The Little Stranger by Sarah Waters

There is a very crucial interpretation I took from The Little Stranger which I will hint at but not reveal. I am going to try and write less ‘everything that happened in the book and in my life and adjacent to my life while I was reading it’ reviews and more proper ones.

There is a lot about one’s perspective as an outsider and the outsider’s interpretation of ownership. I’ve been thinking about this a lot lately as I’ve decided I am going to pursue what I want without any trace of guilt and not care much what gets in my way.

Similarly, Dr. Faraday, the protagonist of the story, imagines that ownership and the status ownership would grant him is more important than anything else. I have read haunted house novels where the house possesses people with their want of it—not just ownership but belonging and can think of no other novel where that fierce, destructive need for having a place in the world so drives the novel other than The Haunting of Hill House.

Only here, the purpose of that need is a little clearer. You are meant to read this as an examination of the cost of class systems but there is also a very subtle treatment of what it is to be female and be expected to want a very specific set of options. Though I would argue class is more important here, as when the protagonist is denied what he wants and becomes not so altruistic, after all, and begins to fight dirty, you sense the reason his methods are thwarted is because he is of a lower class than Caroline.

Throughout the novel, Dr. Faraday refuses to believe in a supernatural explanation and this rejection seems less and less rational as the book goes on to a very specific purpose. Without giving anything a way, I will note it’s interesting how you view him less as a rational male and more as someone who doesn’t wish to confront a force which really could deny his entrance into Hundreds Hall. If the house is haunted, he may have to face relinquishing his claim.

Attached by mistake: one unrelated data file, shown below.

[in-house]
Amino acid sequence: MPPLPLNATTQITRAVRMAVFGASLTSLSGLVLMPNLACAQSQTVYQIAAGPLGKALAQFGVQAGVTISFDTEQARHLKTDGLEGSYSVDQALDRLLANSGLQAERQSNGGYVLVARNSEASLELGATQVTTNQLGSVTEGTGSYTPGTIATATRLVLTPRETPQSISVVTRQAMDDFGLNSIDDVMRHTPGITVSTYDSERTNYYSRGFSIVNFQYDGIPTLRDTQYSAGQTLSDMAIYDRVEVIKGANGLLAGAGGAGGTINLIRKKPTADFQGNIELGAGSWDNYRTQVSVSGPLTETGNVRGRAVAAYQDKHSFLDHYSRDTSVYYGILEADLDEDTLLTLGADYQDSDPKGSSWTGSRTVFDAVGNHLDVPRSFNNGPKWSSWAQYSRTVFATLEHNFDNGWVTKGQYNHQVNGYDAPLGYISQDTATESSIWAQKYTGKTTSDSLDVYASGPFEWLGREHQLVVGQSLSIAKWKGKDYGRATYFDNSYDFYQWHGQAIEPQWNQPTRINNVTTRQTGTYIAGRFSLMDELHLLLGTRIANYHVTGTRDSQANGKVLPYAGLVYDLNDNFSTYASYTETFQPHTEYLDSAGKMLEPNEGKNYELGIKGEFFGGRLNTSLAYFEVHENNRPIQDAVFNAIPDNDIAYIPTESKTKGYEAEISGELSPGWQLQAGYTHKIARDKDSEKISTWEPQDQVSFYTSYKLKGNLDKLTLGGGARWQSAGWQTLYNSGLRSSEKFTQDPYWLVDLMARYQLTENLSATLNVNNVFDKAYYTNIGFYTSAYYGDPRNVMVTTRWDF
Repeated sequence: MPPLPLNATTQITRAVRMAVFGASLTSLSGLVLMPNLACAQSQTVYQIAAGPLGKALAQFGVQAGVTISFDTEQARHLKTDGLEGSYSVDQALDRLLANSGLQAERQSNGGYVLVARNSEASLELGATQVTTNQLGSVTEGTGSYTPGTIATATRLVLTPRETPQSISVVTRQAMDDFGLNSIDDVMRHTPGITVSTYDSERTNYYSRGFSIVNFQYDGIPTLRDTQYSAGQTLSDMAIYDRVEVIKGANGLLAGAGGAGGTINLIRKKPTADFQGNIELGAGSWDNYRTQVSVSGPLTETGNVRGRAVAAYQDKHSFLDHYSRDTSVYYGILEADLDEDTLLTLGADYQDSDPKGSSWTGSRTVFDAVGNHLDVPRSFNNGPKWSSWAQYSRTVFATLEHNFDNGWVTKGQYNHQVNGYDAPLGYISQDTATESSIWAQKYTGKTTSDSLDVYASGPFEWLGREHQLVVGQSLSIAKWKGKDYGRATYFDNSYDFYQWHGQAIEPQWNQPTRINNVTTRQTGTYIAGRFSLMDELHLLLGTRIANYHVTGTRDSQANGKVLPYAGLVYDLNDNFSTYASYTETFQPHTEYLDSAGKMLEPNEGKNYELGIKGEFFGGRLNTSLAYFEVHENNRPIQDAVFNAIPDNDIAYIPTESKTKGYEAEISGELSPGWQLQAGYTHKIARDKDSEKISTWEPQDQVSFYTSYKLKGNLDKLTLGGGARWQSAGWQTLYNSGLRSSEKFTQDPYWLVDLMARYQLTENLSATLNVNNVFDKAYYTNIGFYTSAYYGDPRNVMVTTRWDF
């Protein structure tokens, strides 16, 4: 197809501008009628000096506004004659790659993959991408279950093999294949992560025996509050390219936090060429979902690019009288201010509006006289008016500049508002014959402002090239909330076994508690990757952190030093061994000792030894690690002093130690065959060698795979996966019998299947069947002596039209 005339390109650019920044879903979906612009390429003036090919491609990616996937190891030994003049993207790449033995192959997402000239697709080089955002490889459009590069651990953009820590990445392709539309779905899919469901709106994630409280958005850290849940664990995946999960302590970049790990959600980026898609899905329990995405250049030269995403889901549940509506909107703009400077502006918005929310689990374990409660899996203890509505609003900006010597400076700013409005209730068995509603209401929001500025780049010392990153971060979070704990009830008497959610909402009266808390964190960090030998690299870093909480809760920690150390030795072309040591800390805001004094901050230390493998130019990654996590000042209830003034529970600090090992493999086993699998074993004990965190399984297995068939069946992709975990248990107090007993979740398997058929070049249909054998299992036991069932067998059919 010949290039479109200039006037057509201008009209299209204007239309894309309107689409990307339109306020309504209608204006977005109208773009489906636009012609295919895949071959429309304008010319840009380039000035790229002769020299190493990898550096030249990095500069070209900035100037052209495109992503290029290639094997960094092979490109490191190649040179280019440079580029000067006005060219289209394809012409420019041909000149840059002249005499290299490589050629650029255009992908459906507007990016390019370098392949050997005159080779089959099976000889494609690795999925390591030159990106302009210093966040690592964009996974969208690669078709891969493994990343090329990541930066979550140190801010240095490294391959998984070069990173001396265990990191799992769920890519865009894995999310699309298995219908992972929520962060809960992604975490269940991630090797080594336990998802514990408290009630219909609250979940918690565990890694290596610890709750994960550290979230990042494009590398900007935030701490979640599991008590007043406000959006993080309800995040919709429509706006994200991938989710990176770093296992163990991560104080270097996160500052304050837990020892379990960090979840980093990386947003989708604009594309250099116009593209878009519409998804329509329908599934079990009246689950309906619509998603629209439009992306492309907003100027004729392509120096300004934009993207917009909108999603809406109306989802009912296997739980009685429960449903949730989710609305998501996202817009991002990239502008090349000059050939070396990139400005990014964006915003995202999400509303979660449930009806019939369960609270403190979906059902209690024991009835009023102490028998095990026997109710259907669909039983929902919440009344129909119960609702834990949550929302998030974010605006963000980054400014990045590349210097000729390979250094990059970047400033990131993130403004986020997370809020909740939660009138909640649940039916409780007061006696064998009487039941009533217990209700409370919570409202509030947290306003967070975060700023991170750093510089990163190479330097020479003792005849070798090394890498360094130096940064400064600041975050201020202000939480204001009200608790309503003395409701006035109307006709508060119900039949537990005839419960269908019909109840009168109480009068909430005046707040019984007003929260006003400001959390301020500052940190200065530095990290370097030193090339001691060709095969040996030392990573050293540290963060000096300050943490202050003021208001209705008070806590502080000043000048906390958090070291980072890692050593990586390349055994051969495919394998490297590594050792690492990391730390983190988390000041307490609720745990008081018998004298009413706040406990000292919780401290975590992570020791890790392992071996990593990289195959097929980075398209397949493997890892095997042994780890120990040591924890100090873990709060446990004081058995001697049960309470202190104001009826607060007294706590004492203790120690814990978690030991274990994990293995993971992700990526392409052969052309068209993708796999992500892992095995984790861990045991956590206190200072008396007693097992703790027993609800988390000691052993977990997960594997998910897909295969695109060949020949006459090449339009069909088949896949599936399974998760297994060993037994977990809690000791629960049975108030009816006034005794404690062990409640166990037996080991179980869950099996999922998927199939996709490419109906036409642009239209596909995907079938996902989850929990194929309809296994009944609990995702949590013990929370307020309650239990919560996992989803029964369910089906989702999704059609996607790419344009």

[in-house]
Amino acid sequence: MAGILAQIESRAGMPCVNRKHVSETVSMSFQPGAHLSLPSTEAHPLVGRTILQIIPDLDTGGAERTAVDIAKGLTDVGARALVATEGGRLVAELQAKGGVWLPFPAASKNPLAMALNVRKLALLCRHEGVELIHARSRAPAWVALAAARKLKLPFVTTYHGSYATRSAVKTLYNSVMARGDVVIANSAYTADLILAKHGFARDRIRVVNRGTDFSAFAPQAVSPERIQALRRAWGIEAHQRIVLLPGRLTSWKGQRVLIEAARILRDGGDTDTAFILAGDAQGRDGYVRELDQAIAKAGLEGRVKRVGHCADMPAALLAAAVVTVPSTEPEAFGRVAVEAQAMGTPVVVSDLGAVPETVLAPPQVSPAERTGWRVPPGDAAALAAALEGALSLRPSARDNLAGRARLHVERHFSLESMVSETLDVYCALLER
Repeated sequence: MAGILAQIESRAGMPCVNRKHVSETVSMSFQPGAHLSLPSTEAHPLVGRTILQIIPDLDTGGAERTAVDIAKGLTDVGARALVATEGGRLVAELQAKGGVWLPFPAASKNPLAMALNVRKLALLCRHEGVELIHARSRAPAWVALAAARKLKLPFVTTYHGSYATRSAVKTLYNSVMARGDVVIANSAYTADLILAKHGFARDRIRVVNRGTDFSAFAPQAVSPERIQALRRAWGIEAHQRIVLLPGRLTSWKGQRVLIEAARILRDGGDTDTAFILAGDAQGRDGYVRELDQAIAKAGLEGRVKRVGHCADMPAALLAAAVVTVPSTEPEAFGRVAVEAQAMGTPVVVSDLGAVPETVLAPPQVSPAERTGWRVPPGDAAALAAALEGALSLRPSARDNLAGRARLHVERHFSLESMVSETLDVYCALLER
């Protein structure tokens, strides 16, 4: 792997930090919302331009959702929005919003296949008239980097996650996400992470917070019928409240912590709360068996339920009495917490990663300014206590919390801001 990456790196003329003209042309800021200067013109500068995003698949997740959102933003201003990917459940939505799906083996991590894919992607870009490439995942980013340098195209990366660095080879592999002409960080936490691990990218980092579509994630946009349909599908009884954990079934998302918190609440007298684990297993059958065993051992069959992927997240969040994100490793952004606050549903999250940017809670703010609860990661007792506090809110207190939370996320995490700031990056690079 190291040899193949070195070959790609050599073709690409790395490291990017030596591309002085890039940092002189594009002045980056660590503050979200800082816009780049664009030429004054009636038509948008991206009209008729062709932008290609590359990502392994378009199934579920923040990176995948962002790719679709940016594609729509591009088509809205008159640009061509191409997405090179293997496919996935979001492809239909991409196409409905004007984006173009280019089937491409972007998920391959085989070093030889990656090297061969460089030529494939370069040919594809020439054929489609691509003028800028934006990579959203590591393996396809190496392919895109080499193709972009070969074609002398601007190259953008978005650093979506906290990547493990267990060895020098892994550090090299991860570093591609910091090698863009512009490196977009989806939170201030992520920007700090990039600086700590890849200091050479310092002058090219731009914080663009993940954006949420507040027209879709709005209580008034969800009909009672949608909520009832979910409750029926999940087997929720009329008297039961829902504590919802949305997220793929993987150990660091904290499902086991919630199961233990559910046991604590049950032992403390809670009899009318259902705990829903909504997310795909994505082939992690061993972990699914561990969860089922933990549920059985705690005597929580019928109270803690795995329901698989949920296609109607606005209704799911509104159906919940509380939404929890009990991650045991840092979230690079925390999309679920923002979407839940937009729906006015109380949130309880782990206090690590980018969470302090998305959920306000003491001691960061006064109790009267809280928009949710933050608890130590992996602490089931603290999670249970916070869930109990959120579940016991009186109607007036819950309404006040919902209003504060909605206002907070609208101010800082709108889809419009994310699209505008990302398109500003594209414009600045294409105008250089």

Someone complained about the title being somewhat misleading and all I will say in response to that (again because of spoilers) is I think Little Stranger is meant as the wanting of a child which, like the protagonist, cares only about the object of that desire. As the book wears on, Dr. Faraday’s pretenses of caring about anyone (even Caroline) fall away and we see him for what he really is and that’s far scarier than any specter.

Though I will also mention that, like all well-crafted tales, you are told what is to come in the first few pages. The first few pages reveal exactly what need for possession is at the heart of Dr. Faraday’s character and how he never really outgrows the childish destructiveness that doesn’t care who he hurts as long as he can have what he longs for.

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